A little work related blog post for ya! Last week I had the privilege of guiding an amazing overnight trip up to the Unlikely Valley. This valley is across the bay from my summer hometown of Seward, AK and is an alpine playground. The one downside is that you do need to hop on a helicopter to get there! While guiding up there, we had perfect weather, got to see a bear within five minutes of landing the helicopter and climbed a previously unclimbed sub-peak at the top of the valley. Quite a successful overnight trip in my opinion. My two clients, an adventurous father and son duo from Florida, even liked my cooking! What more can a guide want?
|The Unlikely Valley|
However, while up the in Unlikely Valley, I couldn't help but think of all the opportunities to explore the almost endless number of glaciers and unclimbed peaks. So Jane and I headed up for two nights to explore the area and scout out opportunities for future trips. Both of us will be missing the end of the year guide trip so the owners were gracious enough to pay for our heli flight to get up to the valley. Though we'll both miss hanging out with everyone on the guide trip, it was great to still be able to get out and explore.
|Our mountain taxi|
We camped out at the toe of 'Saddle' glacier. This yet unnamed glacier is where our guided overnight trips gain their first experience traveling across the blue expanse of an alpine glacier. Jane and I were lucky to find a deep blue and only slightly wet moulin (deep hole in the ice formed by a meltwater waterfall) to ice climb in.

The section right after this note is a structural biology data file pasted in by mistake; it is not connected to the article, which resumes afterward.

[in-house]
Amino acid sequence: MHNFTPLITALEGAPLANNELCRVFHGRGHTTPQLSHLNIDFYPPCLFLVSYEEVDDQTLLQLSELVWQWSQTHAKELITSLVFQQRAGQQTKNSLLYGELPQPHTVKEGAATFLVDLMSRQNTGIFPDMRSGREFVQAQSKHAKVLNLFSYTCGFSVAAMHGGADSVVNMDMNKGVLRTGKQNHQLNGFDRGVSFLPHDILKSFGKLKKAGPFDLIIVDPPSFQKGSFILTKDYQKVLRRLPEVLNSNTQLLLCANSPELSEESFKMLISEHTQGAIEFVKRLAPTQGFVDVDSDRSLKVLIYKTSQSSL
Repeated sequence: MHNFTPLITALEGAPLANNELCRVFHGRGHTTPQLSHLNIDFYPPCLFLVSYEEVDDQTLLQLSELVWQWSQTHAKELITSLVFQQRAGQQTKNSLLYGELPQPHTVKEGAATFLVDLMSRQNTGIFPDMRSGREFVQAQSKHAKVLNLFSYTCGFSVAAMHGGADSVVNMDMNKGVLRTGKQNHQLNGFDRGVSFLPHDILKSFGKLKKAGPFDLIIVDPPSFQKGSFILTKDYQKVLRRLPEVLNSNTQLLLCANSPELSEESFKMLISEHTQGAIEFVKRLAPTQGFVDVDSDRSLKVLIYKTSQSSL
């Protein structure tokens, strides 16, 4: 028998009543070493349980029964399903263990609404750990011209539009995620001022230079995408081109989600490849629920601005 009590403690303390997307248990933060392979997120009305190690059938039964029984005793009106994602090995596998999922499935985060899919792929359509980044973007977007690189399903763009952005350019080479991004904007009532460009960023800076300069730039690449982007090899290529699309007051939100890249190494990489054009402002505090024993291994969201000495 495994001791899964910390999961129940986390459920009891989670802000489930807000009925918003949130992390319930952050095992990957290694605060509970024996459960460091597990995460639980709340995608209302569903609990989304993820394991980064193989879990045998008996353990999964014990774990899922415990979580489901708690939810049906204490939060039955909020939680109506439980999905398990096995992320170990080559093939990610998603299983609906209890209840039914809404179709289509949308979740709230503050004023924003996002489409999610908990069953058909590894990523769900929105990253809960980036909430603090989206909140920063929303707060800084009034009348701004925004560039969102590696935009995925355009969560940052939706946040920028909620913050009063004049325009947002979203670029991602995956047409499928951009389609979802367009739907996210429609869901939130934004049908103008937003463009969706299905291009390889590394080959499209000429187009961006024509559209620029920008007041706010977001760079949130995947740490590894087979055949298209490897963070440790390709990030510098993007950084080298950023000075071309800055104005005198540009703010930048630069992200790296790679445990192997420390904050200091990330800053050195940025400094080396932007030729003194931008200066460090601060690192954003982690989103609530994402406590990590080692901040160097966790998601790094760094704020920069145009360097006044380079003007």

Being only minutes from our campsite, this climb was a perfect warmup for the day ahead. After tiring out our arms on the hard blue ice, we started up the glacier to give our legs a workout too. Our goal was to reach the very top of this glacier, which ended in a cirque of unclimbed peaks offering unobstructed views of the Gulf of Alaska.
|Looking south, the Gulf of AK covered in a marine fog layer|
Soon we reached the firn line (where the glacier ice becomes buried by the last winter's snows) and had to rope up. Several hours later, and past some of the deepest, widest, and most forbidding crevasses I've ever seen, we reached the top of the glacial cirque. The cirque is surrounded by small rock peaks jutting out of the snow and into the sky. Looking up at the various peaks, it was almost impossible to decipher which was the highest. After choosing one and climbing it, we realized we had picked the second highest! The actual summit (maybe 15 feet higher) was more challenging, with exposed fifth class terrain, but was well worth the extra work.
|View from the summit|
|Jane scrambling along the summit ridge|
From the summit, Jane and I were able to look over the Resurrection Bay, Day Harbor, and both the Harding and Sargent Icefields. Lots of photo taking ensued and then it was the long walk back through the crevasses to camp.
After climbing and descending almost 3,000 feet of glaciated terrain plus ice climbing in a moulin, Jane and I were quite tired. A delicious dinner of cous-cous and veggies combined with a dessert of s'mores replenished some of the spent calories. A beautiful sunset in the alpine and then it was off to bed. We flew back home the next morning, but I was already looking forward to returning to the Unlikely Valley again, regardless if it is personally or with clients!
|Alpenglow on Unlikely Peak|